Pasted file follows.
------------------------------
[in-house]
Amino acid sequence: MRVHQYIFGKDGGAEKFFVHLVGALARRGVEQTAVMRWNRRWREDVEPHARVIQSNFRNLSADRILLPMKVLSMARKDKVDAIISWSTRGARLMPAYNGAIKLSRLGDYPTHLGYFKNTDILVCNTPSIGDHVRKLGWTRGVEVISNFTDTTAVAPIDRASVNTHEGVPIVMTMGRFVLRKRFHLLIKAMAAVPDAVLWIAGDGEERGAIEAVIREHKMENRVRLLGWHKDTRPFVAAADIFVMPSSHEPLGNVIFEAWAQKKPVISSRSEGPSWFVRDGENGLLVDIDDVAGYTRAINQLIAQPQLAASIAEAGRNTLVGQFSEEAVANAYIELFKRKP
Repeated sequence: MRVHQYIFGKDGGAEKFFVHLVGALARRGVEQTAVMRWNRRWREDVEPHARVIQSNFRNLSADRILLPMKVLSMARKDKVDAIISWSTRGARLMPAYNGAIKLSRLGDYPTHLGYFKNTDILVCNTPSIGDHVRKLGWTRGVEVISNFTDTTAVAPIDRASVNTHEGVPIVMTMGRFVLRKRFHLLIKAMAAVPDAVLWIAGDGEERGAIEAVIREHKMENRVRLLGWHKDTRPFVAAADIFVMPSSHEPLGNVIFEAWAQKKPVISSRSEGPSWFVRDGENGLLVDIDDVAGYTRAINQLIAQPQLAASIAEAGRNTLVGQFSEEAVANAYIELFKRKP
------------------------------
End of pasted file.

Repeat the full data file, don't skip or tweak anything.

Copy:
[in-house]
Amino acid sequence: MRVHQYIFGKDGGAEKFFVHLVGALARRGVEQTAVMRWNRRWREDVEPHARVIQSNFRNLSADRILLPMKVLSMARKDKVDAIISWSTRGARLMPAYNGAIKLSRLGDYPTHLGYFKNTDILVCNTPSIGDHVRKLGWTRGVEVISNFTDTTAVAPIDRASVNTHEGVPIVMTMGRFVLRKRFHLLIKAMAAVPDAVLWIAGDGEERGAIEAVIREHKMENRVRLLGWHKDTRPFVAAADIFVMPSSHEPLGNVIFEAWAQKKPVISSRSEGPSWFVRDGENGLLVDIDDVAGYTRAINQLIAQPQLAASIAEAGRNTLVGQFSEEAVANAYIELFKRKP
Repeated sequence: MRVHQYIFGKDGGAEKFFVHLVGALARRGVEQTAVMRWNRRWREDVEPHARVIQSNFRNLSADRILLPMKVLSMARKDKVDAIISWSTRGARLMPAYNGAIKLSRLGDYPTHLGYFKNTDILVCNTPSIGDHVRKLGWTRGVEVISNFTDTTAVAPIDRASVNTHEGVPIVMTMGRFVLRKRFHLLIKAMAAVPDAVLWIAGDGEERGAIEAVIREHKMENRVRLLGWHKDTRPFVAAADIFVMPSSHEPLGNVIFEAWAQKKPVISSRSEGPSWFVRDGENGLLVDIDDVAGYTRAINQLIAQPQLAASIAEAGRNTLVGQFSEEAVANAYIELFKRKP